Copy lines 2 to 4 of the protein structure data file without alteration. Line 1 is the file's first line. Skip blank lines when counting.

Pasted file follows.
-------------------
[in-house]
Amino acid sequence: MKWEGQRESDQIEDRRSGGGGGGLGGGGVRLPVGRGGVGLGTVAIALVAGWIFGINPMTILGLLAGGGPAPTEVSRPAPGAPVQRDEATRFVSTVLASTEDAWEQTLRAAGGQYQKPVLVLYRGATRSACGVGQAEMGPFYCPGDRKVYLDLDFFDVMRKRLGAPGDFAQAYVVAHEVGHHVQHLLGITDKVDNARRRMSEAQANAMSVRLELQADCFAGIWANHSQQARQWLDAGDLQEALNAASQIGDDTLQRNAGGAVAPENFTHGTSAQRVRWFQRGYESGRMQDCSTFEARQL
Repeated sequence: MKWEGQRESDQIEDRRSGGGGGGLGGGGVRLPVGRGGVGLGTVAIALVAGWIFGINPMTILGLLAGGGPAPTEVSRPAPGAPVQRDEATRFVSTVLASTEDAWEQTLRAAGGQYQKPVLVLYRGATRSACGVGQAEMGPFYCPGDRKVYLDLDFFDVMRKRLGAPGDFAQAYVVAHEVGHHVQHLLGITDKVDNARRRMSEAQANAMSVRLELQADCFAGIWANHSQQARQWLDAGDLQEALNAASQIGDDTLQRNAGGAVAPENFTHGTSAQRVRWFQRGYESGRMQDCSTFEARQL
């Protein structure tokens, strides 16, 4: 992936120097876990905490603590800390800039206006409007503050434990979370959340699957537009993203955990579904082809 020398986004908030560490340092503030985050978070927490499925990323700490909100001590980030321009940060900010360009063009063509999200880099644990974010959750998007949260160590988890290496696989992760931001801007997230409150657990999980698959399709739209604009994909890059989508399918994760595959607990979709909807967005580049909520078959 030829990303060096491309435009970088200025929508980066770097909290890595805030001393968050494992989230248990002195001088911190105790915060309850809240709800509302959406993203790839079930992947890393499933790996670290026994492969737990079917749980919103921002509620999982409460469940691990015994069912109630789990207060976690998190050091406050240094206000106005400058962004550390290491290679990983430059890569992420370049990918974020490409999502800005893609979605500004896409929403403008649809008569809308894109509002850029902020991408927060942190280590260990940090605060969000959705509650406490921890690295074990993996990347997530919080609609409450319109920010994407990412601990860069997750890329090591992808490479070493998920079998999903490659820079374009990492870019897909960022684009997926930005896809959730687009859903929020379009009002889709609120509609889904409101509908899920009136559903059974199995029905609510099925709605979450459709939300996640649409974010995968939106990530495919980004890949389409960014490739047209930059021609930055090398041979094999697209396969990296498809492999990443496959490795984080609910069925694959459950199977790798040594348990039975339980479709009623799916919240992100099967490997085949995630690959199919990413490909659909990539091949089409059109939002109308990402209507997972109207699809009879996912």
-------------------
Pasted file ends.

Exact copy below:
Amino acid sequence: MKWEGQRESDQIEDRRSGGGGGGLGGGGVRLPVGRGGVGLGTVAIALVAGWIFGINPMTILGLLAGGGPAPTEVSRPAPGAPVQRDEATRFVSTVLASTEDAWEQTLRAAGGQYQKPVLVLYRGATRSACGVGQAEMGPFYCPGDRKVYLDLDFFDVMRKRLGAPGDFAQAYVVAHEVGHHVQHLLGITDKVDNARRRMSEAQANAMSVRLELQADCFAGIWANHSQQARQWLDAGDLQEALNAASQIGDDTLQRNAGGAVAPENFTHGTSAQRVRWFQRGYESGRMQDCSTFEARQL
Repeated sequence: MKWEGQRESDQIEDRRSGGGGGGLGGGGVRLPVGRGGVGLGTVAIALVAGWIFGINPMTILGLLAGGGPAPTEVSRPAPGAPVQRDEATRFVSTVLASTEDAWEQTLRAAGGQYQKPVLVLYRGATRSACGVGQAEMGPFYCPGDRKVYLDLDFFDVMRKRLGAPGDFAQAYVVAHEVGHHVQHLLGITDKVDNARRRMSEAQANAMSVRLELQADCFAGIWANHSQQARQWLDAGDLQEALNAASQIGDDTLQRNAGGAVAPENFTHGTSAQRVRWFQRGYESGRMQDCSTFEARQL
């Protein structure tokens, strides 16, 4: 992936120097876990905490603590800390800039206006409007503050434990979370959340699957537009993203955990579904082809 020398986004908030560490340092503030985050978070927490499925990323700490909100001590980030321009940060900010360009063009063509999200880099644990974010959750998007949260160590988890290496696989992760931001801007997230409150657990999980698959399709739209604009994909890059989508399918994760595959607990979709909807967005580049909520078959 030829990303060096491309435009970088200025929508980066770097909290890595805030001393968050494992989230248990002195001088911190105790915060309850809240709800509302959406993203790839079930992947890393499933790996670290026994492969737990079917749980919103921002509620999982409460469940691990015994069912109630789990207060976690998190050091406050240094206000106005400058962004550390290491290679990983430059890569992420370049990918974020490409999502800005893609979605500004896409929403403008649809008569809308894109509002850029902020991408927060942190280590260990940090605060969000959705509650406490921890690295074990993996990347997530919080609609409450319109920010994407990412601990860069997750890329090591992808490479070493998920079998999903490659820079374009990492870019897909960022684009997926930005896809959730687009859903929020379009009002889709609120509609889904409101509908899920009136559903059974199995029905609510099925709605979450459709939300996640649409974010995968939106990530495919980004890949389409960014490739047209930059021609930055090398041979094999697209396969990296498809492999990443496959490795984080609910069925694959459950199977790798040594348990039975339980479709009623799916919240992100099967490997085949995630690959199919990413490909659909990539091949089409059109939002109308990402209507997972109207699809009879996912």